The story of Albert Namatjira’s brilliant career is both exciting and shocking and seems incredible today. It was momentous in the 1950s when I was a teenager and it made a big impact on me. Albert’s watercolours and those of the school he pioneered were hugely popular but controversial in high art circles. They were unlike the ubiquitous pastoral landscapes or the romantic expressionist paintings appearing in the capital cities. We were told that this was Western Aranda country.

Albert Namatjira was the first Aboriginal Australian to be listed in Who’s Who, was presented to Queen Elizabeth and yet he died aged 57 a broken man after serving a prison term at Papunya in August 1959.

Albert inspired his tribal relatives who together founded the first Australian Aboriginal art movement to present paintings for sale beyond their small community.

As a child, my parents and I generally holidayed in the Victorian countryside, which I loved. My father always loved art and avidly read The Age Literary Supplement each Saturday and often discussed items with me. He also regularly, during all of my primary and secondary school years, took me to the National Gallery of Victoria to look at and discuss old masters, European and Australian. My love of art had started.

By the 1970s I was married and with the children at school, I commenced art studies and painting at Caulfield Institute of Technology, (which later became Monash University) and completed the History of Art major, the Methods of Production (Materials and Techniques) sub major and first year studio practice in painting, drawing and printmaking as a part time student. Credits for my art studies were incorporated into my social sciences Bachelor of Arts in the 1980s and I completed my PhD in Australian Government in 1992 at Deakin University.

Starting my collection

I increasingly considered the Hermannsburg School to be worthy of study. For two years I had tried unsuccessfully to buy a fine Albert Namatjira watercolour but had always been outbid. I saw every Albert offered in Melbourne by the major auction houses. Any painting in good condition with a tree was repeatedly out of reach, financially.

And this is how I targeted The Chasm as I realised I had to seek a painting without a tree. Buyers sought his wonderful trees, but I thought his paintings without trees were fascinating. I recognised the location as the iconic Standley Chasm, west of Alice Springs.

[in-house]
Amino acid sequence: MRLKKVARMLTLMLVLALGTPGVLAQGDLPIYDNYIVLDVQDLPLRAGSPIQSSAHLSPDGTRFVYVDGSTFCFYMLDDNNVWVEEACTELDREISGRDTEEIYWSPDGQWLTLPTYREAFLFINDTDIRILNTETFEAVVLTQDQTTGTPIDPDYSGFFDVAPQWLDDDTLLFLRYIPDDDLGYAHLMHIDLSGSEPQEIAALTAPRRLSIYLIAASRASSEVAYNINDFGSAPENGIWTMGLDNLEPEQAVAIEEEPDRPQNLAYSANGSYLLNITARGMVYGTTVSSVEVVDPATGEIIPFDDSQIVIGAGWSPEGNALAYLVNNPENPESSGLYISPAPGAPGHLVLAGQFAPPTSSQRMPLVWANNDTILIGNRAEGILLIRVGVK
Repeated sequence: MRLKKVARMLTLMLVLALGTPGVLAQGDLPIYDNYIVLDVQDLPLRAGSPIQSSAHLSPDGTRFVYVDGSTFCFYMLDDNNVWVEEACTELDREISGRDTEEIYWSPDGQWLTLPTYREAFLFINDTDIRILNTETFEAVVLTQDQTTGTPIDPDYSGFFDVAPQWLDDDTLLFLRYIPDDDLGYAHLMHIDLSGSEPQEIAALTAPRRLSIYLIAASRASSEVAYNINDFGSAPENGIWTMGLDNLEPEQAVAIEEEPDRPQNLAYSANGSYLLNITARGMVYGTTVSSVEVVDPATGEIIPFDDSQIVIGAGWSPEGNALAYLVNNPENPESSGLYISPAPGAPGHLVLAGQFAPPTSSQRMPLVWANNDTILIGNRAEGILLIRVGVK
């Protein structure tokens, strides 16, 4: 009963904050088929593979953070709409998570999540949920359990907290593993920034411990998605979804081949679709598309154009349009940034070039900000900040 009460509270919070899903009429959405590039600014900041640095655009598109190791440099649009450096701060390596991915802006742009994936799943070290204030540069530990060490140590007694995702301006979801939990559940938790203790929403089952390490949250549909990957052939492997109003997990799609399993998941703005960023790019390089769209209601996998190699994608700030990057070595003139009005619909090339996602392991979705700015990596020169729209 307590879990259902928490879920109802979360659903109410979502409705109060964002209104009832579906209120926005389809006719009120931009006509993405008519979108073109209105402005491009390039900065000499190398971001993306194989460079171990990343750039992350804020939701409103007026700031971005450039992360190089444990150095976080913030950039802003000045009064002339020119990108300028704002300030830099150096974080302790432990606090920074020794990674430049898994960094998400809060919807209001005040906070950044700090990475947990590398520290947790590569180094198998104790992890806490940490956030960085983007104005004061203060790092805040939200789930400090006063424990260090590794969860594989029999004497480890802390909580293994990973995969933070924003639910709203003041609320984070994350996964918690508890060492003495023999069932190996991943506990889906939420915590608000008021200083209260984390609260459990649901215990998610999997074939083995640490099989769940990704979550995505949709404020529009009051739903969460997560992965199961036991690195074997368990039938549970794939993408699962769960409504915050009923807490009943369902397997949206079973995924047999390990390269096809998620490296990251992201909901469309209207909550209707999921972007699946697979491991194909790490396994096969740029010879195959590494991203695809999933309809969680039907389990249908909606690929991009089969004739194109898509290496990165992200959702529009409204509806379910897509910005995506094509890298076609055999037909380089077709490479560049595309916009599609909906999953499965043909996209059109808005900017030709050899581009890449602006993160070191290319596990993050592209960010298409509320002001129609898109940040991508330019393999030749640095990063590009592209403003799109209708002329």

Albert Namatjira was the most well-known of the numerous Hermannsburg watercolour artists.

It was with some shock that I heard the auctioneer call “And your number, madam? And your number, madam?”, as I realised that I had actually succeeded. As nearby people turned to look at me I realised that I had, to my surprise, won the bidding. Shakily and with joy, I raised my hand to show my bidding number to auctioneer Graham Joel of Leonard Joel auction house in Armadale Melbourne.

It was the 18th November 1997. I had bought my first Hermannsburg, a painting later borrowed by the National Gallery of Australia.

My Manuscript

The heroic book Heritage of Namatjira: The Watercolourists of Central Australia 1992 focussed on Albert Namatjira and included examples of the work of many of the other Hermannsburg artists.

As there was no book describing the Hermannsburg School and its other important artists and analysing their work, I started to collect more methodically in order to understand something of the extent and meaning of the paintings. I gradually assembled a collection of the work of each artist.

In 2003 Professor Terry Smith inspected my collection and encouraged me to undertake a comprehensive study. I am most grateful for his scholarly advice and inspiration.

There are now over 470 paintings in the collection. Important public galleries generously gave research support to this project by making digital copies of their Hermannsburg works available to me for this research. Their paintings totalling some 500 were also examined personally.

This website

The aim of this website is to inform and encourage interest in the Hermannsburg School and to draw attention to its high level of conceptual and spiritual content. I wish to solicit comments, criticisms and other reactions from informed and interested people.

Please email:

I envisage making relevant parts of my collection available to galleries and genuine researchers with the objective of developing a much more sophisticated and comprehensive understanding of this first Australian commercial Aboriginal art movement and its relevance to the development of other Aboriginal art and life.

Paintings in each of the public collections are referred to by the title, the name of the collection and the painting’s catalogue code within the respective collection.

Paintings in the author’s collection are labelled with the image.

I anticipate that with greater understanding and recognition of the School the most important works in my collection will be made permanently available to the public.

Dr Beverley Castleman